Not knowing “the rules” of the new landscape, Tom and I both held back, resorting to entertainment rather than home-iness. Just what was going on, anyway? Fil would have none of it. True to his nature, he steamrolled good-naturedly passed the bs, landing fully in the moment. Ah, youth!

Now, after a few months of renewal, Tom and I have made a place for standing dates for movies, “Fringe”, good food and laughter, and continued baby-steps to a triadic comfort zone, where three people, two generations, differing ethnicities and family backgrounds and disparate personal histories begin to mix and gel their three personalities– two of whom love and respond to youthful playfulness, and one of whom self-confesses, to our delight, that he likes “grandfatherly types”, which, I hope, means wisdom, patience, stability, longevity– into a more unified sense of what a relationship means: Trust, sharing, a sense of belonging while exploring individuality. Allowing and encouraging the other partner(s) to grow and blossom is the test of whether we, from our differing perspectives, can and will develop our lives into something greater than what the sum of the parts may be. We have entered another point on the continuum of possibilities in human relationships. I look forward to the exploration.

Guest Post: A Poem for Intergenerational Love

On some unearthly plain where souls reside,
two old ones came together light and wise.
They spoke the silent language that souls use.
Their beings merged so that they thought as one.

“Remember that sweet time on sweet earth when
we met to teach each other about love?”
“You were eighteen,” “And you were sixty-two.”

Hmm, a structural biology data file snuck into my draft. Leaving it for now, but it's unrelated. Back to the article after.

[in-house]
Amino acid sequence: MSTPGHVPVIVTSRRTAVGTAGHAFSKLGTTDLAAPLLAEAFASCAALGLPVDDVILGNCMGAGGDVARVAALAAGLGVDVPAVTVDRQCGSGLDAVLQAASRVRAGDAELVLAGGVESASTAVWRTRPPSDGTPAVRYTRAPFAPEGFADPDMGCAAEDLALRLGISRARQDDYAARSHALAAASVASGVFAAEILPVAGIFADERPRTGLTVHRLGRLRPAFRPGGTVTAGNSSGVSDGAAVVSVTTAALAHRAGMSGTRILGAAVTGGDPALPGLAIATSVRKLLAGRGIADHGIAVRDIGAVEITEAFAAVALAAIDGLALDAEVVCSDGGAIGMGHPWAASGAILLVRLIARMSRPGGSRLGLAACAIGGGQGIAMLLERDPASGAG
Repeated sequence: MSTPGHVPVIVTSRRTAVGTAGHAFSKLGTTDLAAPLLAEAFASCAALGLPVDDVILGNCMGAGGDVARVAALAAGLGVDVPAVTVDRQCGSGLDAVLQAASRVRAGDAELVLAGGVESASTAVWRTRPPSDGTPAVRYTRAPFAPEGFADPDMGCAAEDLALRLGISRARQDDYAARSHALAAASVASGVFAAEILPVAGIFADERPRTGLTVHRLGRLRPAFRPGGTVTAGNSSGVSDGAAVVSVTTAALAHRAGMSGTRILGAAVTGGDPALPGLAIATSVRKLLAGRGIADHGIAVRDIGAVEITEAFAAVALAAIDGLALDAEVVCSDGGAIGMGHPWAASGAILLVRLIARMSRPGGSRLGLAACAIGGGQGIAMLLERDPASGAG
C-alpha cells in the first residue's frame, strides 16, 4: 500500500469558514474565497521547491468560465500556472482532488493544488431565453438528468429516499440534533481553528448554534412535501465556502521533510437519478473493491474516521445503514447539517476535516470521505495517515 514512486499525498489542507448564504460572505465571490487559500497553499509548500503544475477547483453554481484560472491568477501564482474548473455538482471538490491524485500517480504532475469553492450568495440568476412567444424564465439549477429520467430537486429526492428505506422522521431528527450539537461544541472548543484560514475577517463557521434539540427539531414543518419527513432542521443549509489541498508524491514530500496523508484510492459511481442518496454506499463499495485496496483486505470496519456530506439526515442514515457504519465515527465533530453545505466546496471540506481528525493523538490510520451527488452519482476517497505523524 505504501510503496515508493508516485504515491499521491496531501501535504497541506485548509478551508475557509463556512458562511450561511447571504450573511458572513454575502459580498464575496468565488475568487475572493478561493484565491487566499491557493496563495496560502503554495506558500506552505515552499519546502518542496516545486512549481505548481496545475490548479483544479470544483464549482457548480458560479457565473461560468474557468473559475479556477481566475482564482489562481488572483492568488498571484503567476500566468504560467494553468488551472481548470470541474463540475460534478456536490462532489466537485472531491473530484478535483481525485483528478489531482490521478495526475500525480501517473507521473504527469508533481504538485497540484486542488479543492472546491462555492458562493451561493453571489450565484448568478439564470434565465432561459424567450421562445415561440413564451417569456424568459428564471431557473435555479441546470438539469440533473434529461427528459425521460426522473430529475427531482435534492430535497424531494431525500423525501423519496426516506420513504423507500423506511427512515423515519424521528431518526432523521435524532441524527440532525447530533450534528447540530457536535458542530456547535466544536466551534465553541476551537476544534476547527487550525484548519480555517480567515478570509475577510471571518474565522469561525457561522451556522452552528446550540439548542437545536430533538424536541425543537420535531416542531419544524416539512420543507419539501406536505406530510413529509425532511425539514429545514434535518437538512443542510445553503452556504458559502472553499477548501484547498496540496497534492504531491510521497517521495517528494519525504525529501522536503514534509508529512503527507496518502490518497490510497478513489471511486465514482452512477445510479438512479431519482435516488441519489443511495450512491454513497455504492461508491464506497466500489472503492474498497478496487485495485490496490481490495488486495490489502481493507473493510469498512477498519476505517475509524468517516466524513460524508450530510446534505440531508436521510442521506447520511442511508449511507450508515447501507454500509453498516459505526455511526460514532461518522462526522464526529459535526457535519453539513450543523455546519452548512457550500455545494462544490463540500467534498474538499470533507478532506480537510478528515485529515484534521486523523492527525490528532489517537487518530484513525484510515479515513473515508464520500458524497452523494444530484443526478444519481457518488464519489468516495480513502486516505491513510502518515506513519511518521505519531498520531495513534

“How did we pull that off?” they thought and laughed.

“Remember when we hiked that buggy path

Aaron and Sam

with bracken on our heads. We looked so dumb”
“Remember the trout lilies and shadbush,
the hemlocks and the mosses and the ferns?”
Each thought how much that precious time was worth,
and with a sigh confessed, “I miss the earth.”

The preceding poem is shared with permission from GtD reader Aaron (27) and his partner Sam (70). Sam wrote this poem on the occasion of their 5th anniversary a few years ago. I’m thankful for such a beautiful tribute to intergenerational love.

Not So Happily Ever After: Relationship Reality Check

Recently I started feeling bad about my relationship with John. We seemed to always be snipping at each other, our goals didn’t seem compatible, and I was finding myself wondering if it was really working. I was feeling like I was at a point in both my career development and in our relationship that I wanted more independence. John on the other hand was expressing the feeling that he needed to depend on me more; he is recognizing that is age is affecting his capacity to do certain things. Together these anxieties started putting a major strain on our relationship.